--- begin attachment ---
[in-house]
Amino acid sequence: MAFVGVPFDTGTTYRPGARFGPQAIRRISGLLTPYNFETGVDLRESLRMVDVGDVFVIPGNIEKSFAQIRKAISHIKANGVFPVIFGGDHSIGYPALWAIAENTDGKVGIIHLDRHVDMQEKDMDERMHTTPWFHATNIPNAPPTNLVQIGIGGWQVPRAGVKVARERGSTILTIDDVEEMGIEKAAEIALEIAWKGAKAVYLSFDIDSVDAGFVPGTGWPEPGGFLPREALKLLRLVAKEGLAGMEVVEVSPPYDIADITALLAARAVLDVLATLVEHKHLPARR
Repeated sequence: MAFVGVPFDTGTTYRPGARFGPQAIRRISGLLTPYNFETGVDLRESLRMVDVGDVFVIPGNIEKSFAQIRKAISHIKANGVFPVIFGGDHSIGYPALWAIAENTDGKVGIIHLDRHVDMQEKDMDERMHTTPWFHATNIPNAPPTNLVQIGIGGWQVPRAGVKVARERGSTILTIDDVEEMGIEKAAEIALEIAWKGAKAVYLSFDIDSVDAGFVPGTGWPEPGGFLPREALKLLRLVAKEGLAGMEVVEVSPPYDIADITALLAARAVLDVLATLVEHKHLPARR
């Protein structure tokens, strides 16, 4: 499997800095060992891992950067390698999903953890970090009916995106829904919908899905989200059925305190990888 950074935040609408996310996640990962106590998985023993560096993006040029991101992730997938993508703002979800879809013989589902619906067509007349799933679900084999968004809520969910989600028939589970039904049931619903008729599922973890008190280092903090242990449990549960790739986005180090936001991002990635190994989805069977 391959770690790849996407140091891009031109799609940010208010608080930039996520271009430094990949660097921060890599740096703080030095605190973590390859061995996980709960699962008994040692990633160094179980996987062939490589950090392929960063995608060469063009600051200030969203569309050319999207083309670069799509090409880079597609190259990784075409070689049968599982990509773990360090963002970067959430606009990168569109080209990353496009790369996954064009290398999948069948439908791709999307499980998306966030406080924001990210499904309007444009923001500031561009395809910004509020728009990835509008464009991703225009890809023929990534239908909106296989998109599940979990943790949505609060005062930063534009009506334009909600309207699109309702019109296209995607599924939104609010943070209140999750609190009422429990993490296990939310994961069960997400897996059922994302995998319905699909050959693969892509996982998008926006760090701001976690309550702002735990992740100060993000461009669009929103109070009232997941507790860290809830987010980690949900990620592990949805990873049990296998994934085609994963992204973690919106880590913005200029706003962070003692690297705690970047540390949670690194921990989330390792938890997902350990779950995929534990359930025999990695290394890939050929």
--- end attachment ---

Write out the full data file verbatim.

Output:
[in-house]
Amino acid sequence: MAFVGVPFDTGTTYRPGARFGPQAIRRISGLLTPYNFETGVDLRESLRMVDVGDVFVIPGNIEKSFAQIRKAISHIKANGVFPVIFGGDHSIGYPALWAIAENTDGKVGIIHLDRHVDMQEKDMDERMHTTPWFHATNIPNAPPTNLVQIGIGGWQVPRAGVKVARERGSTILTIDDVEEMGIEKAAEIALEIAWKGAKAVYLSFDIDSVDAGFVPGTGWPEPGGFLPREALKLLRLVAKEGLAGMEVVEVSPPYDIADITALLAARAVLDVLATLVEHKHLPARR
Repeated sequence: MAFVGVPFDTGTTYRPGARFGPQAIRRISGLLTPYNFETGVDLRESLRMVDVGDVFVIPGNIEKSFAQIRKAISHIKANGVFPVIFGGDHSIGYPALWAIAENTDGKVGIIHLDRHVDMQEKDMDERMHTTPWFHATNIPNAPPTNLVQIGIGGWQVPRAGVKVARERGSTILTIDDVEEMGIEKAAEIALEIAWKGAKAVYLSFDIDSVDAGFVPGTGWPEPGGFLPREALKLLRLVAKEGLAGMEVVEVSPPYDIADITALLAARAVLDVLATLVEHKHLPARR
């Protein structure tokens, strides 16, 4: 499997800095060992891992950067390698999903953890970090009916995106829904919908899905989200059925305190990888 950074935040609408996310996640990962106590998985023993560096993006040029991101992730997938993508703002979800879809013989589902619906067509007349799933679900084999968004809520969910989600028939589970039904049931619903008729599922973890008190280092903090242990449990549960790739986005180090936001991002990635190994989805069977 391959770690790849996407140091891009031109799609940010208010608080930039996520271009430094990949660097921060890599740096703080030095605190973590390859061995996980709960699962008994040692990633160094179980996987062939490589950090392929960063995608060469063009600051200030969203569309050319999207083309670069799509090409880079597609190259990784075409070689049968599982990509773990360090963002970067959430606009990168569109080209990353496009790369996954064009290398999948069948439908791709999307499980998306966030406080924001990210499904309007444009923001500031561009395809910004509020728009990835509008464009991703225009890809023929990534239908909106296989998109599940979990943790949505609060005062930063534009009506334009909600309207699109309702019109296209995607599924939104609010943070209140999750609190009422429990993490296990939310994961069960997400897996059922994302995998319905699909050959693969892509996982998008926006760090701001976690309550702002735990992740100060993000461009669009929103109070009232997941507790860290809830987010980690949900990620592990949805990873049990296998994934085609994963992204973690919106880590913005200029706003962070003692690297705690970047540390949670690194921990989330390792938890997902350990779950995929534990359930025999990695290394890939050929």